First real-world data show omicron booster kept seniors out of hospitals

In the first real-world test of vaccine boosters specially designed to protect against the omicron variant, Israeli researchers have found that people 65 and over who got an updated jab were 81% less likely to be hospitalized with COVID-19 than those who did not.

The preliminary findings, posted to a website established by the British medical journal Lancet, have not yet been through the peer-review process. They are based on the medical records of more than 85,000 people 65 and over who got a dose of Pfizer and BioNTech’s retooled mRNA booster and more than 537,000 others in the same age group who did not get the shot.

<p>A pharmacist prepares to administer COVID-19 vaccine booster shots during an event hosted by the Chicago Department of Public Health at the Southwest Senior Center on Sept. 9, 2022, in Chicago.</p>

Scott Olson, Getty Images

A pharmacist prepares to administer COVID-19 vaccine booster shots during an event hosted by the Chicago Department of Public Health at the Southwest Senior Center on Sept. 9, 2022, in Chicago.

During a 70-day period between late September and mid-December of 2022, 297 people in the larger, unboosted group were hospitalized and 73 died. During the same period, six people in the boosted group were hospitalized and one died. When the Israeli researchers crunched the numbers, they determined that the boosters reduced a recipient’s risk of hospitalization to about one-fifth that of an unboosted person.

Those results suggest that — in the initial weeks after vaccination at least — the omicron-specific vaccines are even more effective than had been previously documented. The U.S. Centers for Disease Control and Prevention assessed their efficacy in preventing hospitalization at between 31% and 73%.

The Israeli findings also suggest that the new boosters may help fend off COVID-19 deaths as well as hospitalizations. As a statistical matter, however, the small numbers of deaths in the study population make it difficult to draw such a conclusion with high confidence.

The study’s authors, who are from Israel’s Clalit Health Services and several Israeli universities, wrote that their findings “highlight the importance of bivalent-booster vaccination in this high-risk population, and the necessity to increase efforts to encourage eligible people to be vaccinated.”

The omicron-specific vaccines are called “bivalent” boosters because they use two prompts to train the immune system to recognize the SARS-CoV-2 coronavirus. In addition to going after the original strain that was detected in December 2019, they also target the omicron variant, which began circulating in November 2021.

The new formula was devised in response to concerns that waning immunity, and a changing virus, had compromised the protection of people who had been fully vaccinated and once boosted against COVID-19. Even before it was rolled out, however, the omicron variant began spinning myriad subvariants, raising new concerns about how effectively bivalent boosters would continue to protect.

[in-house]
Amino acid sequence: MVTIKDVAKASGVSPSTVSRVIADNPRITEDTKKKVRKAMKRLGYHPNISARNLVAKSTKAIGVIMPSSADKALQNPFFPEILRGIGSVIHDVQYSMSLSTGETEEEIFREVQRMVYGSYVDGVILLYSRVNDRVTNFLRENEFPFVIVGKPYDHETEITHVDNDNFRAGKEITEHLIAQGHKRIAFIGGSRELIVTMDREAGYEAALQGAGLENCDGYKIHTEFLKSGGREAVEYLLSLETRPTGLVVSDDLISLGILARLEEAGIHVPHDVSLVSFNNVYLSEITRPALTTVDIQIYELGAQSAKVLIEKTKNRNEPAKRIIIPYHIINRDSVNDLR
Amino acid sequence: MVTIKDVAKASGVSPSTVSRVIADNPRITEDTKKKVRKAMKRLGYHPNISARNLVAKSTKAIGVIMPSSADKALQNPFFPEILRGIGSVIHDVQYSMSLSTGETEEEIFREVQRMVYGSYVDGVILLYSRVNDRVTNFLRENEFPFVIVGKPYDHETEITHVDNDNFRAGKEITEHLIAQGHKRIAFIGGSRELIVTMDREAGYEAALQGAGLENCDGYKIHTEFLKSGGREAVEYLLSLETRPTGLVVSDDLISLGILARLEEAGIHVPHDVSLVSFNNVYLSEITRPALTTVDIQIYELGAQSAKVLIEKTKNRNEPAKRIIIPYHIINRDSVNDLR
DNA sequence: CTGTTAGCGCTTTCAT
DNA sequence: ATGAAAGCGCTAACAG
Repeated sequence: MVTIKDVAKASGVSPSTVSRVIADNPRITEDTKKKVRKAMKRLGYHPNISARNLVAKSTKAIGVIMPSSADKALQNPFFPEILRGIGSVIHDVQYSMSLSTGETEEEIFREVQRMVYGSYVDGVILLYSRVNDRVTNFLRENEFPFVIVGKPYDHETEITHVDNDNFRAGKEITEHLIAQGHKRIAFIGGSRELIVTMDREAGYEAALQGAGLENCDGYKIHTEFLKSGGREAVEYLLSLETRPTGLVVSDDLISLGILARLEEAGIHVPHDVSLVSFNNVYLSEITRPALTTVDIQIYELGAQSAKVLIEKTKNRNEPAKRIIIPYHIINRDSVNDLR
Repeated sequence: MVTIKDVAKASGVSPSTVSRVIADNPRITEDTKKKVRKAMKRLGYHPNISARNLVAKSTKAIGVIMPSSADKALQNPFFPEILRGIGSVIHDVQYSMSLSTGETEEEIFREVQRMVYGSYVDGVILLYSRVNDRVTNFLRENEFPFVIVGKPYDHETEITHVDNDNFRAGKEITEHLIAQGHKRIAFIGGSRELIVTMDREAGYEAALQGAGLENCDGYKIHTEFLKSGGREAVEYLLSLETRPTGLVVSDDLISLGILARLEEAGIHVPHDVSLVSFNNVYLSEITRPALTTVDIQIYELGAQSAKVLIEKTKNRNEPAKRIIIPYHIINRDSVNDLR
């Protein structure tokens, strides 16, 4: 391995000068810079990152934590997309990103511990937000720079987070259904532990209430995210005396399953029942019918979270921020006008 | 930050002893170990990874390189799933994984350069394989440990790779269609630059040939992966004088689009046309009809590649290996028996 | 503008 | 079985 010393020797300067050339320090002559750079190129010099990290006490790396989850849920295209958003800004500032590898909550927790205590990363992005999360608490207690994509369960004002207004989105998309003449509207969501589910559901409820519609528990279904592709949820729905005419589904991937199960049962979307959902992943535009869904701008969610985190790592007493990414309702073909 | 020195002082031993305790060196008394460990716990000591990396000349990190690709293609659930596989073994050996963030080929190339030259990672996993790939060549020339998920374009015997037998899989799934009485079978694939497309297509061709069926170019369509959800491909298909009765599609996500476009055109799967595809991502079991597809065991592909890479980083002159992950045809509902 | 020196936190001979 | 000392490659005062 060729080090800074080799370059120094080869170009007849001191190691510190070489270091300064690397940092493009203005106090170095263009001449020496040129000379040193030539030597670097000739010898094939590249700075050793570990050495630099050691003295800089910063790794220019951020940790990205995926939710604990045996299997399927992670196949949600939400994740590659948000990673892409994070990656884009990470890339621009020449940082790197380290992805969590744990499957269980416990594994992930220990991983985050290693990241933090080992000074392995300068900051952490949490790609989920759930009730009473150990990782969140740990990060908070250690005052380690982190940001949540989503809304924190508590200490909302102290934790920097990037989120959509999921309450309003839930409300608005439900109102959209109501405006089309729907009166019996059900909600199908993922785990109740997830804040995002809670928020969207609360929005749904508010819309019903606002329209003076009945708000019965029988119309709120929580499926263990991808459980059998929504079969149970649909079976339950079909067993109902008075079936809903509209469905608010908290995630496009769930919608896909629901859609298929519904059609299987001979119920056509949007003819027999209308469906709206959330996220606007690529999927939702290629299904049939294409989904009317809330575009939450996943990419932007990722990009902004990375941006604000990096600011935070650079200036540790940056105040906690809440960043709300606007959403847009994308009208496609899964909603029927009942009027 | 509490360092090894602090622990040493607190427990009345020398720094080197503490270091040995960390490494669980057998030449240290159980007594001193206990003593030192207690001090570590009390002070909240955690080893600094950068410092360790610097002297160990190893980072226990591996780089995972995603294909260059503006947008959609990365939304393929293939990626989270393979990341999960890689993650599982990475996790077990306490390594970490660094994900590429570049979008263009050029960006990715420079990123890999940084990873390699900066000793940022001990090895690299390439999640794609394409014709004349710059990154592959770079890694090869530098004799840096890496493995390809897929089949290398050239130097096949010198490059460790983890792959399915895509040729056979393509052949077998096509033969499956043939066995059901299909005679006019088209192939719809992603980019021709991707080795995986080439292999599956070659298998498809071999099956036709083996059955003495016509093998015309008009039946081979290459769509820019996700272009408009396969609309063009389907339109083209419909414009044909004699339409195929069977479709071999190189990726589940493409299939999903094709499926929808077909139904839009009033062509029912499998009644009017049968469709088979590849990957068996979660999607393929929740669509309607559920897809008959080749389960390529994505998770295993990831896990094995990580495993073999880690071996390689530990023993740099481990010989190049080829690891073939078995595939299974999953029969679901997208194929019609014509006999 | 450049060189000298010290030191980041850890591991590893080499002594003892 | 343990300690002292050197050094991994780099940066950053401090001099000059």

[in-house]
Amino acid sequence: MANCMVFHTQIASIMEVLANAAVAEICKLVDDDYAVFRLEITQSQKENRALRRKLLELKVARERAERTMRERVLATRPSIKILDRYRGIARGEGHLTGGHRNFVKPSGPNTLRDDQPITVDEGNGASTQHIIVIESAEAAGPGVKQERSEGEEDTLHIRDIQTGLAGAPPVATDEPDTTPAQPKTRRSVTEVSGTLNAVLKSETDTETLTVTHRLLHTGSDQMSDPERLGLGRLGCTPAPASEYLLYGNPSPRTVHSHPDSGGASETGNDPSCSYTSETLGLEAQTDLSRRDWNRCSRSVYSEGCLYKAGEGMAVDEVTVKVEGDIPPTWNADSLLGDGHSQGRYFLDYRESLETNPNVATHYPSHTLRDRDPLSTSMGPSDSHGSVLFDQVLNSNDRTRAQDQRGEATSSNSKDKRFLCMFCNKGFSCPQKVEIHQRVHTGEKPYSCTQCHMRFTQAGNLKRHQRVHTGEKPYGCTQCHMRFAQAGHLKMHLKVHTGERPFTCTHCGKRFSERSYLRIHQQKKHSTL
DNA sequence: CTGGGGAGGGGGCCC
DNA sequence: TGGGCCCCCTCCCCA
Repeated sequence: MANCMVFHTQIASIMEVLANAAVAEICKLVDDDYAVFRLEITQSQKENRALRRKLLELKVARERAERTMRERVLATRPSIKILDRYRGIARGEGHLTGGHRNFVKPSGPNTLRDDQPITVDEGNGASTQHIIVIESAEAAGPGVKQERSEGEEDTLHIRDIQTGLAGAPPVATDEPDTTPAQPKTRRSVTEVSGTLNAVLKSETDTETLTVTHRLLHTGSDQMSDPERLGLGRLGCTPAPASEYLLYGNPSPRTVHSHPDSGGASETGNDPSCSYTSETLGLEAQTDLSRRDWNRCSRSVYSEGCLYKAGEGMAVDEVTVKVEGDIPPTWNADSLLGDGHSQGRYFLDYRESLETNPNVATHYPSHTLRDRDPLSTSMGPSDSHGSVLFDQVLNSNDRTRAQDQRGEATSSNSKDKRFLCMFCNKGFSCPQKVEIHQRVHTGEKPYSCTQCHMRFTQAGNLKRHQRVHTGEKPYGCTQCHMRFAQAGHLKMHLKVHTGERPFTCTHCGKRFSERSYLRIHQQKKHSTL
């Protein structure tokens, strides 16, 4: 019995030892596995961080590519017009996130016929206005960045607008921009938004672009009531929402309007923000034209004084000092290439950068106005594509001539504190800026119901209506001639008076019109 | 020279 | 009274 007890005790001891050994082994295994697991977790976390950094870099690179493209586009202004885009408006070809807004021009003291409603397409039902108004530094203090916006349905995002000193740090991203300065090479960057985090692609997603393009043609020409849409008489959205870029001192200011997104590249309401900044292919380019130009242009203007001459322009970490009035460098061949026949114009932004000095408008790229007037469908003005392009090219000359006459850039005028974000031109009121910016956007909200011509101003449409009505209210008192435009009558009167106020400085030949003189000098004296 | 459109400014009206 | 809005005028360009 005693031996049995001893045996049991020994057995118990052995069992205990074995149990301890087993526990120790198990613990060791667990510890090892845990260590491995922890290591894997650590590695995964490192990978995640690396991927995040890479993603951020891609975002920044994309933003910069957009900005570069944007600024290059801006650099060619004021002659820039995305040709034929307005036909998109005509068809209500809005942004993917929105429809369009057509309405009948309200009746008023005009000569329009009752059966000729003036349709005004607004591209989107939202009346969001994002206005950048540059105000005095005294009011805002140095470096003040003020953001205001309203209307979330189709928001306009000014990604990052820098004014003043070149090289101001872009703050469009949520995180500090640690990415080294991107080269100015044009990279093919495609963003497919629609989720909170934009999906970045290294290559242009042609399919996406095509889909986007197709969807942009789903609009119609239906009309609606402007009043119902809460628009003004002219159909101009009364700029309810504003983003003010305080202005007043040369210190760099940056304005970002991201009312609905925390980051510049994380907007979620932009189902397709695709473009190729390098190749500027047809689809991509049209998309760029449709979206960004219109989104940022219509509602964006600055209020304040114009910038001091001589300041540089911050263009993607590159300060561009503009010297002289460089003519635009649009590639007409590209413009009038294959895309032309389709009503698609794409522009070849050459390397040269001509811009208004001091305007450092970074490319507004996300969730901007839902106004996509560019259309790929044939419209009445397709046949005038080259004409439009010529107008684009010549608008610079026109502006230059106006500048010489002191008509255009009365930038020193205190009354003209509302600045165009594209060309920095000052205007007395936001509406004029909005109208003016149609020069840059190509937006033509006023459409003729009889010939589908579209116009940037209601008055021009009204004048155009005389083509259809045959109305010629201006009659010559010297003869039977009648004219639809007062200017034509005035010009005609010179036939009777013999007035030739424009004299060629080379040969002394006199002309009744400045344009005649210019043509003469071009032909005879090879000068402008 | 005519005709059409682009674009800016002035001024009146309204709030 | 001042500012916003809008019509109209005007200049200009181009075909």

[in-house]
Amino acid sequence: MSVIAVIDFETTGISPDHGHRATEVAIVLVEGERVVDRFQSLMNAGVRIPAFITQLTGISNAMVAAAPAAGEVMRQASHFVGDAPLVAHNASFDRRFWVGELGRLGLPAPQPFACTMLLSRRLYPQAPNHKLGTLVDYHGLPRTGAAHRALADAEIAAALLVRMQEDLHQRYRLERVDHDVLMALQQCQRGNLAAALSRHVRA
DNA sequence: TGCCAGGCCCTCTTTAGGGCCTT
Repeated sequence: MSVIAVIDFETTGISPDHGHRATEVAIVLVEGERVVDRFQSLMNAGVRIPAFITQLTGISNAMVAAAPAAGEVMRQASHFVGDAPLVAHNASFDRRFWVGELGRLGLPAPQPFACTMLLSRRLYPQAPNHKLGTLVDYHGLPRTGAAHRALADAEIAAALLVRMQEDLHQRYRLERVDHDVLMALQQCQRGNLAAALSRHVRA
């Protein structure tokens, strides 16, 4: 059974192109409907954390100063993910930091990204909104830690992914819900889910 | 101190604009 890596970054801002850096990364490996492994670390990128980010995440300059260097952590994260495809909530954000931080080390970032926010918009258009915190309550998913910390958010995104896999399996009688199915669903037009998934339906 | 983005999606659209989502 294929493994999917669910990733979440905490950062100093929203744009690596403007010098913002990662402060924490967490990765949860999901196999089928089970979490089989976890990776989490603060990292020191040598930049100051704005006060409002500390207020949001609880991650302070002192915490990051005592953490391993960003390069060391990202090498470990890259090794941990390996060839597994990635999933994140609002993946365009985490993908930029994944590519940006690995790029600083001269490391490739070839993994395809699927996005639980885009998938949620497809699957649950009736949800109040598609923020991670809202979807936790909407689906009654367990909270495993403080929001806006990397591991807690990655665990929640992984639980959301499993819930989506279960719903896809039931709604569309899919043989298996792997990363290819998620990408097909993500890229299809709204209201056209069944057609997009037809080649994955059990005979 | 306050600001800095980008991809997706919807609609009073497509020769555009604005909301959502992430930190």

Since COVID-19 vaccines first became available, Israel has been closely studied because it quickly immunized most of its population with Pfizer’s mRNA vaccine. In Israel, the bivalent booster shots have been prioritized for people who are at high risk for developing severe cases of COVID-19 if infected, and for those 65 and older.

The United States, however, has taken a different approach. The CDC recommends that all Americans who are at least 6 months old get an omicron-specific shot from either Pfizer or Moderna if they are eligible.

Though the shots are available for free to virtually all in the United States, many Americans have greeted the new offerings with indifference. Only 15.4% of Americans 5 and older have gotten a bivalent booster dose, according to the latest data from the CDC.

“People are complacent,” said Dr. Oliver Brooks, chief medical officer of Watts Healthcare in Los Angeles. It’s one thing to counter vaccine hesitancy, he said, and it remains important to ensure easy access for all. But when people become confident they’ll be fine without boosters, public health officials have an uphill battle, he added.

“What we do know is, you’re better off vaccinated and boosted. Period,” Brooks said.

Interest in bivalent boosters has been greater among older adults, whose vulnerability to severe COVID-19 is clearly higher. Some 31.8% of Americans 65 and older have gotten the updated shots, but rates vary widely from state to state. In California, nearly 43% of seniors have rolled up their sleeves, and in Vermont, about 70% of seniors have done so. But in Mississippi, only 19% of senior citizens have received it. Louisiana and Alabama are close to the bottom too, with roughly 21% of seniors getting it.

Dr. Paul Offit, a vaccine expert at Children Hospital of Philadelphia, said the Israeli study makes a good case that for those 65 and older, the bivalent booster helps. But he said it does little to make the case that younger people will benefit from the shots.

The fact that the average age of the Israelis studied was just over 75 raises the possibility that the boosters provide the greatest protection to the “elderly elderly,” he said.